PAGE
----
dagid4

Citizen
I want to start a topic about concurrency in UO emulators :) Hope somebody will join me. Let's start with this quotation about ServUO core usage:

Core usage does not scale linearly with demand. The server relies heavily on a single core with other jobs like save file generation and player vendor search using other cores...

According to this, ServUO is not using concurrency for world processing (player, mobiles, items). Actually, I don't know about any other community UO emulator doing it. Now several questions (feel free to add your opinion):

1. How it can be done?
I will use a quotation from Raph Koster (former lead designer of UO) answering a question: What was the technology stack driving the original Ultima Online servers?

Raph Koster said:
...Each shard (the term sharding probably originated with UO) was actually multiple game servers that pointed at one persistence DB, and that did data mirroring across the boundaries. The load balancing within a shard was statically determined by config files, and was simply boxes on the map -- nothing fancy...
You can see that Origin server used a multiple servers (utilizing concurrency). I have even found an image with the mentioned boxes on the map:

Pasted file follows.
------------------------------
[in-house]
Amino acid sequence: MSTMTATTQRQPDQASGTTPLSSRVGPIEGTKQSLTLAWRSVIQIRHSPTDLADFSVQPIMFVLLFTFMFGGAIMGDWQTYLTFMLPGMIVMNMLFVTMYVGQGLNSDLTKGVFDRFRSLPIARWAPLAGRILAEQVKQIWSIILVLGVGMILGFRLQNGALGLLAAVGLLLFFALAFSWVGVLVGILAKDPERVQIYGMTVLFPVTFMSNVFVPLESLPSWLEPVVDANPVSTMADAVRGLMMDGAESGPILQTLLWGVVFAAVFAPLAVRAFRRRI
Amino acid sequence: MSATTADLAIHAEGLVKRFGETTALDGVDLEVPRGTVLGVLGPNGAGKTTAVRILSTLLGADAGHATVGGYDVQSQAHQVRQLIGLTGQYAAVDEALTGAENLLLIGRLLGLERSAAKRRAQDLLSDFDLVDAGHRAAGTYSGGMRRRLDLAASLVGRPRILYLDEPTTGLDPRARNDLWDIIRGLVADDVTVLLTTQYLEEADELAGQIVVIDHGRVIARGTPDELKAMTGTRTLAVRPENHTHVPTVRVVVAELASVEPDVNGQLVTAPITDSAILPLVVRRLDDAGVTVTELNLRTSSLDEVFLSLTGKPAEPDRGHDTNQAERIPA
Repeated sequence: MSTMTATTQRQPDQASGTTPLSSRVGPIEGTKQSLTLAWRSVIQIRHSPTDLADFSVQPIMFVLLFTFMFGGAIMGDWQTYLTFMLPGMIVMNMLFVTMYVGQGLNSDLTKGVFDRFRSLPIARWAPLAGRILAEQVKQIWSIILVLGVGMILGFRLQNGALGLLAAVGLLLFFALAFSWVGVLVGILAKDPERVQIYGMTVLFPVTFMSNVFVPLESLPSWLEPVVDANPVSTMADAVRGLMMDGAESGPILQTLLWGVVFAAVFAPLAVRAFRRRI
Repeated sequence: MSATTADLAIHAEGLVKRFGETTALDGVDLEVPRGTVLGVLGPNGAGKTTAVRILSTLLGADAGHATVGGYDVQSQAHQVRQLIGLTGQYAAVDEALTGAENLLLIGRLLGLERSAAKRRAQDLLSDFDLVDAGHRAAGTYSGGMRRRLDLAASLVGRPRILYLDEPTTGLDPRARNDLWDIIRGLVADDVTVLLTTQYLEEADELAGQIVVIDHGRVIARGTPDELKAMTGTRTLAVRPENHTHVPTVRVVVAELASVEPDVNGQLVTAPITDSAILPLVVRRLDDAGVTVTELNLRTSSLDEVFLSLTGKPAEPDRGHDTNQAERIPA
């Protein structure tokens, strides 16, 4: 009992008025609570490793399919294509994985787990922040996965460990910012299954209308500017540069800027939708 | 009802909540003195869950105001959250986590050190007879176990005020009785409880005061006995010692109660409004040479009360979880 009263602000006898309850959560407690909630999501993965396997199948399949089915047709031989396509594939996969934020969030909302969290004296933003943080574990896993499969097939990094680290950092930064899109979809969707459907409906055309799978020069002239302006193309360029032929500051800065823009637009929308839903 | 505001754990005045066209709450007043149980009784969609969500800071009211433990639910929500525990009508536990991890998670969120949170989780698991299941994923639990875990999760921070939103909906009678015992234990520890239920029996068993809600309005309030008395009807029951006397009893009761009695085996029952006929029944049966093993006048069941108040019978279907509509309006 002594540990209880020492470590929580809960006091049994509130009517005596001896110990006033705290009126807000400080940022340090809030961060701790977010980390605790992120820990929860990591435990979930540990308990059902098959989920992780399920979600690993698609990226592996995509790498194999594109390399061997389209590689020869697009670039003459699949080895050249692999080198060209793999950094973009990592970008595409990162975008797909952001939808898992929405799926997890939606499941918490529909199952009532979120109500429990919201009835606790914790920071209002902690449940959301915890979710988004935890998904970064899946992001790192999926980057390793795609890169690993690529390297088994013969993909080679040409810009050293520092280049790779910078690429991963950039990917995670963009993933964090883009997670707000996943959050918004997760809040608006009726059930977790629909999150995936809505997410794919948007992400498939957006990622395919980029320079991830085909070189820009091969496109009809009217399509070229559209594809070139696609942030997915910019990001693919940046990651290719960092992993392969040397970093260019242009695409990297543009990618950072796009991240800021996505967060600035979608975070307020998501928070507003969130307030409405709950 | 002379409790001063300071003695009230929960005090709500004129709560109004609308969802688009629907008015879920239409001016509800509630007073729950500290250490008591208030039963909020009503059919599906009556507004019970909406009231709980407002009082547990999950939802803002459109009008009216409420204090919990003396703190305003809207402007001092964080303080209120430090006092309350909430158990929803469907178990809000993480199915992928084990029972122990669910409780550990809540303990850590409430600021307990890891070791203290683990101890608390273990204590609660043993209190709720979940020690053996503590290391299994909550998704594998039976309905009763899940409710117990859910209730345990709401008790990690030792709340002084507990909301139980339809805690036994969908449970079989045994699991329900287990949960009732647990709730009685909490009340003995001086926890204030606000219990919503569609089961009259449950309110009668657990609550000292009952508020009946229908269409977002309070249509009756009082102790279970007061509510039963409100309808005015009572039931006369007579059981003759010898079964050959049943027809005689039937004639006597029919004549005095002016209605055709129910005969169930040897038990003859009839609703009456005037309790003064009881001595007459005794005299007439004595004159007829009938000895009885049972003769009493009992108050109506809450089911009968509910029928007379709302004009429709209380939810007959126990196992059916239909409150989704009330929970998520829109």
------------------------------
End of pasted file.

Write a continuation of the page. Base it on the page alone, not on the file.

uo-areas.png
So it was done back then. But...

Raph Koster said:
...Race conditions here led to most of the dupe bugs, by the way...
problems come. Supporting my opinion that it is much easier to do it single thread. Even such company as Origin had problems doing the concurrency correctly.

2. What is the main advantage?
The first advantage that comes to my mind is the ability to have more players (we're talking about thousands of players). Imagine today's 16-core processors, you could potentially divide the map into 16 boxes and have about 500 to 1000 players in each box, for a total of more than 10,000 players, assuming they don't meet in one box.